The challenge will be facing so many strong Big Ten teams in their first year playing in the conference, as they'll take on seven teams that went to bowl games from the Big Ten a year ago. It's a trial by fire for Nebraska, but they should still start out as a top 20 team.
The Fighting Irish finished very strong a year ago, winning four straight to close out Brian Kelly's first season as head coach in South Bend. That's despite dealing with a lot of injuries to their offense, including starting quarterback Dayne Crist and star tight end Kyle Rudolph.
Notre Dame returns a lot of starters from last year's team, nine on offense and eight on defense. The biggest returnee has to be elite wide receiver Michael Floyd, who most expected to head into the draft and potentially become a first round pick.
The Irish recruited defensive line help, hoping to find the first great pass rusher to line up along Notre Dame's defensive line in quite a few years. They play nine bowl teams from 2010, so it will be tough going for Notre Dame, but they have the talent in place to make a run at a BCS bowl this year.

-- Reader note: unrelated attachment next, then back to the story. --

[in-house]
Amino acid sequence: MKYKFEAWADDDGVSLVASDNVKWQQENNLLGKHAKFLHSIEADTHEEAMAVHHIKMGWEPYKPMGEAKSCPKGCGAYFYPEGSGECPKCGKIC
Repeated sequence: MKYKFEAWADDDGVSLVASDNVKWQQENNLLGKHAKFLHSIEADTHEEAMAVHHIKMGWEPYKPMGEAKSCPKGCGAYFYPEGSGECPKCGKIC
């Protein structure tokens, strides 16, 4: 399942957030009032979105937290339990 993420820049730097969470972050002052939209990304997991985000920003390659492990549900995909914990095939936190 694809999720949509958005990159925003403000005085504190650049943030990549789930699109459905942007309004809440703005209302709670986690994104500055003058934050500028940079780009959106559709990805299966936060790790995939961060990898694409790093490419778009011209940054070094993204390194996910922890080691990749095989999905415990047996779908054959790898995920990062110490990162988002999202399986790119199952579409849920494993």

South Carolina had a rough ending to its season, losing badly in both the SEC title game and the Chick-fil-A Bowl. But the Gamecocks still have a ton of talent on offense, with play making running back Marcus Lattimore at the forefront of the attack. Stephen Garcia will need to pick things up at quarterback, but South Carolina also enjoyed a strong recruiting class (and they're still waiting on the decision of prized recruit Jadeveon Clowney, said to be weighing the Gamecocks).
It adds up to what should be another solid year for Steve Spurrier's team, although things in the SEC are never easy. And the South Carolina schedule is a tough one, but the East division of the conference is still lacking in a big powerhouse team. So they could find themselves in the SEC title game yet again this year.